Grief – the truth about the support you need to navigate life…

IMG_0515Pueblo blessing

(Re-published – an article from Tim Lawrence)

I emerge from todays conversation dumbfounded. I’ve seen this a million times before, but it still gets me every time.

I’m listening to a man tell a story that tragedy had engendered positive changes in life, as a result of this devastation,  the person is living a wonderful life.

And then he utters the words. The words that are responsible for nothing less than emotional, spiritual and psychological violence:

Everything happens for a reason. That this was something that had to happen in order for personal growth.

That’s the kind of bullshit that destroys lives. And it is categorically untrue.

It is amazing to me—after all these years understanding people in pain—that so many of these myths persist. The myths that are nothing more than platitudes cloaked as sophistication. The myths that preclude us from doing the one and only thing we must do when our lives are turned upside down: grieve.

You know exactly what I’m talking about. You’ve heard these countless times. You’ve probably even uttered them a few times yourself. And every single one of them needs to be annihilated.

Let me be crystal clear: if you’ve faced a tragedy and someone tells you in any way, shape or form that your tragedy was meant to be, that it happened for a reason, that it will make you a better person, or that taking responsibility for it will fix it, you have every right to remove them from your life.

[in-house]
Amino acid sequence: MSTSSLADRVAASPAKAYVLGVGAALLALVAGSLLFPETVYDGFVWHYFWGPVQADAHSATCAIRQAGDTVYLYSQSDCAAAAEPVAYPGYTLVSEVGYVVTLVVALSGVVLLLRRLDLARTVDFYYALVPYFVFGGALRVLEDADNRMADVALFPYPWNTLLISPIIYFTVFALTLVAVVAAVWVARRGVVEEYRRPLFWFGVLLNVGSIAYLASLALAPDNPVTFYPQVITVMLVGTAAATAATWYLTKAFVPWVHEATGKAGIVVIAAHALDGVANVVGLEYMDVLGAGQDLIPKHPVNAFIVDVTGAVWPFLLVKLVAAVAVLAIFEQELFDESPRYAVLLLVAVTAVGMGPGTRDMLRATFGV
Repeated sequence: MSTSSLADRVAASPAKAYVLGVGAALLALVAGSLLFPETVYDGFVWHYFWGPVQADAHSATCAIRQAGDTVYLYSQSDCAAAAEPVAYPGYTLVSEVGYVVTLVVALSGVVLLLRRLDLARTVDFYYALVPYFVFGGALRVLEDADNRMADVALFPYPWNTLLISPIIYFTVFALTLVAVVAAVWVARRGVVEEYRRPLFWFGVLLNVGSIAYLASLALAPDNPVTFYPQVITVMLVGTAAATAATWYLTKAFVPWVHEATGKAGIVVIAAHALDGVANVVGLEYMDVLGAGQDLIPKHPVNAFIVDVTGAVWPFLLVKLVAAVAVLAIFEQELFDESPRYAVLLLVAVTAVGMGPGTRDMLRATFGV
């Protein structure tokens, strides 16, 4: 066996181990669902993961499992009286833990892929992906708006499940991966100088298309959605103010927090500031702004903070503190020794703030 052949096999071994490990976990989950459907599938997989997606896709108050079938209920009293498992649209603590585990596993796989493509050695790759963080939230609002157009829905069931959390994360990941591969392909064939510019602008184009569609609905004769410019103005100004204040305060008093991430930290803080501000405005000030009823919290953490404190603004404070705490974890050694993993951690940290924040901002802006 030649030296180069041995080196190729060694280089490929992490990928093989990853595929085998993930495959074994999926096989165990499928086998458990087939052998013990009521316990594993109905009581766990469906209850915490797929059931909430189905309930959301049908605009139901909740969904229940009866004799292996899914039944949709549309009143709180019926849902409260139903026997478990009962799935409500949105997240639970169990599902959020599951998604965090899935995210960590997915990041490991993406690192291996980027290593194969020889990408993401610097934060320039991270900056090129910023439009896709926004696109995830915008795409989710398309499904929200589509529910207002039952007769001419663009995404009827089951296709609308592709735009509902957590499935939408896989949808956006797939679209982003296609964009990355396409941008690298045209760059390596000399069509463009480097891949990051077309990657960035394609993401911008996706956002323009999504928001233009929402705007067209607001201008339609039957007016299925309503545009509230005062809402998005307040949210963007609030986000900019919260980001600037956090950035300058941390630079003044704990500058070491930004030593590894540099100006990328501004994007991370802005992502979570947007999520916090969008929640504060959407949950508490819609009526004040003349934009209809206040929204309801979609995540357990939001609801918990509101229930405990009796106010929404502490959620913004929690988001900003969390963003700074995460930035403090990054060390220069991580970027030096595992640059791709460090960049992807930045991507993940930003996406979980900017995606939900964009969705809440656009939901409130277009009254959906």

Grief is brutally painful. Grief does not only occur when someone dies. When relationships fall apart, you grieve. When opportunities are shattered, you grieve. When dreams die, you grieve. When illnesses wreck you, you grieve.

So I’m going to repeat a few words I’ve uttered countless times; words so powerful and honest they tear at the hubris of every jackass who participates in the debasing of the grieving:

Some things in life cannot be fixed. They can only be carried.

These words come from my friend Megan Devine, one of the only writers in the field of loss and trauma I endorse. These words are so poignant because they aim right at the pathetic platitudes our culture has come to embody on a increasingly hopeless level. Losing a child cannot be fixed. Being diagnosed with a debilitating illness cannot be fixed. Being left to fend on your own when you need support can not be fixed.

They can only be carried.

I hate to break it to you, but although devastation can lead to growth, it often doesn’t. The reality is that it often destroys lives. And the real calamity is that this happens precisely because we’ve replaced grieving with advice. With platitudes. With our absence.

In many ways I have lived an extraordinary life. I’ve been deeply blessed by the professional opportunities I’ve had and the radically unconventional life I’ve built in the past. Yet even with that said, I’m hardly being facetious when I say that loss has not in and of itself made me a better person. In fact, in many ways it’s hardened me.

While so much loss has made me acutely aware and empathetic of the pains of others, it has made me more insular and predisposed to hide myself. I have a more cynical view of human nature, and a greater impatience with those who are unfamiliar with what loss does to people.